The adjustment for veterans to go back to civilian life is a battle that is often unseen. Helping veterans is the mission of Jason Zaideman, the founder of Operation Combat Bikesaver, which is a 501 (c)(3) headquartered in Crown Point. Operation Combat Bikesaver has helped many veterans build their own motorcycles. Zaideman, an army veteran, and his team at Operation Combat Bikesaver have been teaching veterans how to build motorcycles since 2015. Zaideman’s mission is to lower the suicide rate of veterans suffering from PTSD, TBI, and depression through a therapeutic motorcycle workshop.
CompressAir, in conjunction with Sullair, donated a brand new Sullair ShopTek air compressor with a dryer mounted on a tank to Zaideman’s group to help keep their motorcycle builds as efficient as possible.
“To not have to wait for the compressor to fill up with air and keep the guys’ tools working is huge for us,” Zaideman said. “The maintenance of our equipment will be cut down as well with the new compressor.”
Zaideman, who has been building motorcycles and hot rods since he was young, wanted to help veterans who struggle with mental illness once they return to civilian life. “Hot rod therapy,” as Zaideman refers to it, is a way for veterans to take pride in building something that is uniquely theirs. The veterans breathe life into an old, tarnished bike to create an entirely custom motorcycle.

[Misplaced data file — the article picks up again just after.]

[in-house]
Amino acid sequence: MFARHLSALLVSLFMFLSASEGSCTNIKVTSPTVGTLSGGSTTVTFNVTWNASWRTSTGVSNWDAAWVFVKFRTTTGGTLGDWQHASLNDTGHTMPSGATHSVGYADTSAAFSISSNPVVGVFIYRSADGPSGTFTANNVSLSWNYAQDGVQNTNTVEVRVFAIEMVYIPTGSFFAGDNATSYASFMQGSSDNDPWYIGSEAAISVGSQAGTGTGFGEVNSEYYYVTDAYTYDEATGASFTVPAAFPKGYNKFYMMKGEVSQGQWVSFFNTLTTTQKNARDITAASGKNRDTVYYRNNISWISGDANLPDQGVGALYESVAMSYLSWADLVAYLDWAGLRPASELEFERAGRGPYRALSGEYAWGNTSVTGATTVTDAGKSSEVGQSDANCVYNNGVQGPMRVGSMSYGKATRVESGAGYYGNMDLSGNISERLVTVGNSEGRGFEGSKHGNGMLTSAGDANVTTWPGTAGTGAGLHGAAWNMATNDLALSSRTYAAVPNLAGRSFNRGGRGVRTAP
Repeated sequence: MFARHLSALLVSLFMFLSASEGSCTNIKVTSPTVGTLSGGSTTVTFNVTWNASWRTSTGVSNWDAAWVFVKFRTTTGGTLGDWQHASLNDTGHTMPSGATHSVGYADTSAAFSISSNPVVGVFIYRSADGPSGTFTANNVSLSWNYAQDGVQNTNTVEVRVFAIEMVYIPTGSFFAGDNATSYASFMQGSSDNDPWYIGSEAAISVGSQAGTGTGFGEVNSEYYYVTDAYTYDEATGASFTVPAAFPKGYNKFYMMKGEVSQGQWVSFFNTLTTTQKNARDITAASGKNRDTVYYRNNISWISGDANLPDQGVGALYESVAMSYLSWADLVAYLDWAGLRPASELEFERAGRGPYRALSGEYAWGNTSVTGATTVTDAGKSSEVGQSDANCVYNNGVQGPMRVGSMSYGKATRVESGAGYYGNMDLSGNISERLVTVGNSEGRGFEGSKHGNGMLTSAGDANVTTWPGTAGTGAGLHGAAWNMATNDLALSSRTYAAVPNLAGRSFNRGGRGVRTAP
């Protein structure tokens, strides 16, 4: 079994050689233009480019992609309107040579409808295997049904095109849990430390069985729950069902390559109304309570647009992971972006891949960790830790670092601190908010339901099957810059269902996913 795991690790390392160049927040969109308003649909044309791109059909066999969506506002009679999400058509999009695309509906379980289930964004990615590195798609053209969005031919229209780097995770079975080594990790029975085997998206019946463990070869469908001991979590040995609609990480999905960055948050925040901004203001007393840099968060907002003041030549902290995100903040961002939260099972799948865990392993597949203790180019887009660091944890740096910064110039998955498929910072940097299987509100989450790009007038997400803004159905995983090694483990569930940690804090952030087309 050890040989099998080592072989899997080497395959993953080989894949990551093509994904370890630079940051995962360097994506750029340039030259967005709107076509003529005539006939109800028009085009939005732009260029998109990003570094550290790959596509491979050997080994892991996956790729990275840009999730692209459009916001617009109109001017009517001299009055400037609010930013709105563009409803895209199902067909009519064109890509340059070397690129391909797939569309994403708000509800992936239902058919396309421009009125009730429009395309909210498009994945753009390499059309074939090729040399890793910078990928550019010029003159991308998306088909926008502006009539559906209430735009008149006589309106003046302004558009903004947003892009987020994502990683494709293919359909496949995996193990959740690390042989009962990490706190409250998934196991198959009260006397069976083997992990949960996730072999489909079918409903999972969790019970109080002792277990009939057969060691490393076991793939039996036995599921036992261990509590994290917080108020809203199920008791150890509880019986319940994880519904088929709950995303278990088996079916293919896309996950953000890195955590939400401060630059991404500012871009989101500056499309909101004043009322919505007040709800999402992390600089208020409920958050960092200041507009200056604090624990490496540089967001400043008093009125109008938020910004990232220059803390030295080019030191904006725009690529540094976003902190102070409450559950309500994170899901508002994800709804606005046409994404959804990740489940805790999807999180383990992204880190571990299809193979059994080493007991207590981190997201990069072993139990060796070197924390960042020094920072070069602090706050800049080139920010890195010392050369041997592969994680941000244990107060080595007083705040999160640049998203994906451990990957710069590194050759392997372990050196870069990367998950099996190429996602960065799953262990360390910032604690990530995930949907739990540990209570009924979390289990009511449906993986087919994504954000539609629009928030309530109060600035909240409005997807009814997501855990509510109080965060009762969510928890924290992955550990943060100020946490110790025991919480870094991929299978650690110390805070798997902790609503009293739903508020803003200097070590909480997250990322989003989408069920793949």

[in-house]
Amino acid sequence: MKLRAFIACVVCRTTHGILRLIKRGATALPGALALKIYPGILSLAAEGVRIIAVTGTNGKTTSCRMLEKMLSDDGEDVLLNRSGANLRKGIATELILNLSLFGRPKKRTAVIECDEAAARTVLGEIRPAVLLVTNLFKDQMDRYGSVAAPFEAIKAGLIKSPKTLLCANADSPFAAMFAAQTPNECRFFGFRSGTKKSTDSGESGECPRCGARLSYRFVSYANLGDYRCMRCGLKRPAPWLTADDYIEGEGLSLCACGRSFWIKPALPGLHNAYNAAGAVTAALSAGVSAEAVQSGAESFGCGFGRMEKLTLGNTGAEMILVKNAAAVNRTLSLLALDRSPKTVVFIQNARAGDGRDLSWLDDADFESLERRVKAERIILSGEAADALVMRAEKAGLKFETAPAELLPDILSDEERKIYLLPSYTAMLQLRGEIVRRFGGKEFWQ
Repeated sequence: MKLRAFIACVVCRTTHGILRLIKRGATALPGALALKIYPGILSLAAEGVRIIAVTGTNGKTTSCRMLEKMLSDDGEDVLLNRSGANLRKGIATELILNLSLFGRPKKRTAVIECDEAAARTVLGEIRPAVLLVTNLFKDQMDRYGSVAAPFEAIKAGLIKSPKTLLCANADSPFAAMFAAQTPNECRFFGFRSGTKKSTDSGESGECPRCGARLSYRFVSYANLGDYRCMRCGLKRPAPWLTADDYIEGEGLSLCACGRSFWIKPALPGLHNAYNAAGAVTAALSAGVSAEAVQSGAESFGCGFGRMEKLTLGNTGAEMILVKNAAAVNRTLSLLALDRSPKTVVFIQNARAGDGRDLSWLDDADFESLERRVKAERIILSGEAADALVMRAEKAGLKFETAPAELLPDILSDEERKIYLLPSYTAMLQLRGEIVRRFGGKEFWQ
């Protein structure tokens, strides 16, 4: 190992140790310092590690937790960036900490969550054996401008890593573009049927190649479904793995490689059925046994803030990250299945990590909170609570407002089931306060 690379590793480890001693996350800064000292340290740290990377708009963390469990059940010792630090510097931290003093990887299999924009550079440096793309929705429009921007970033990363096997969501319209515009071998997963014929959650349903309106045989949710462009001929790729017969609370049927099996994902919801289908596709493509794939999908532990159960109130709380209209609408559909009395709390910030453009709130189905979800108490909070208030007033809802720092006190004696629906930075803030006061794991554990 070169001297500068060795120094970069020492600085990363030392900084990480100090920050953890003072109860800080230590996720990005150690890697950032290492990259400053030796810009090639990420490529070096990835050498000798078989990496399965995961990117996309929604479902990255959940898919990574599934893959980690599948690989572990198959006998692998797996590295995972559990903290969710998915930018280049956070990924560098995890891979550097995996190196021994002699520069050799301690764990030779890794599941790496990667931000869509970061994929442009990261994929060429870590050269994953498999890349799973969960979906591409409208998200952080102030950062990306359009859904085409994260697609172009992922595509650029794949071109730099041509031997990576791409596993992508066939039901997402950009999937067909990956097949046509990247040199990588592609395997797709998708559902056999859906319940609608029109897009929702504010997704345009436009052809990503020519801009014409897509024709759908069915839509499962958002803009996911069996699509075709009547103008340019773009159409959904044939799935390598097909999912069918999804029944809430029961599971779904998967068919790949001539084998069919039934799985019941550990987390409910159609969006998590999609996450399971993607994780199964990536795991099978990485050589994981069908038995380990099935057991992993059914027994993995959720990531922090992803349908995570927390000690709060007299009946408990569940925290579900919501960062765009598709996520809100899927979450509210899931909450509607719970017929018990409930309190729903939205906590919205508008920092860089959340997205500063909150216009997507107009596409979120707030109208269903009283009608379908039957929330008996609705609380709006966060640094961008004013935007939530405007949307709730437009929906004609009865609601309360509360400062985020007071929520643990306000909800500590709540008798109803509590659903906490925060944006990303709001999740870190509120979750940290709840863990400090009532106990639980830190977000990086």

“We’ve all known people who served and struggled once their time in combat is done,” Zaideman said. “We give these guys a ‘big brother’ to help them readjust and they get to build some cool stuff in the process.”
Operation Combat Bikesaver provides a safe haven for veterans. Zaideman and his team teach veterans how to build motorcycles, and when the building process is complete, the veteran gets to keep the bike at no cost to them.
The group prides themselves on providing useful skills, comradery, and teamwork to build amazing pieces of mechanical art. Through these creative projects, participants will get to see that there is more to life than the darkness that often surrounds the nation’s veterans.
The new compressor has greatly benefitted Operation Combat Bikesaver’s cause since its donation in late October. The compressor comes at a time of year when giving back is on many people’s minds.
“This compressor will help us be able to start more projects and help us continue teaching vets how to build bikes,” Zaideman said.
To learn about Operation Combat Bikesaver or to donate, go to https://www.combatbikesaver.org/.
To learn more about CompressAir and the services they provide, go to https://compressair.net/.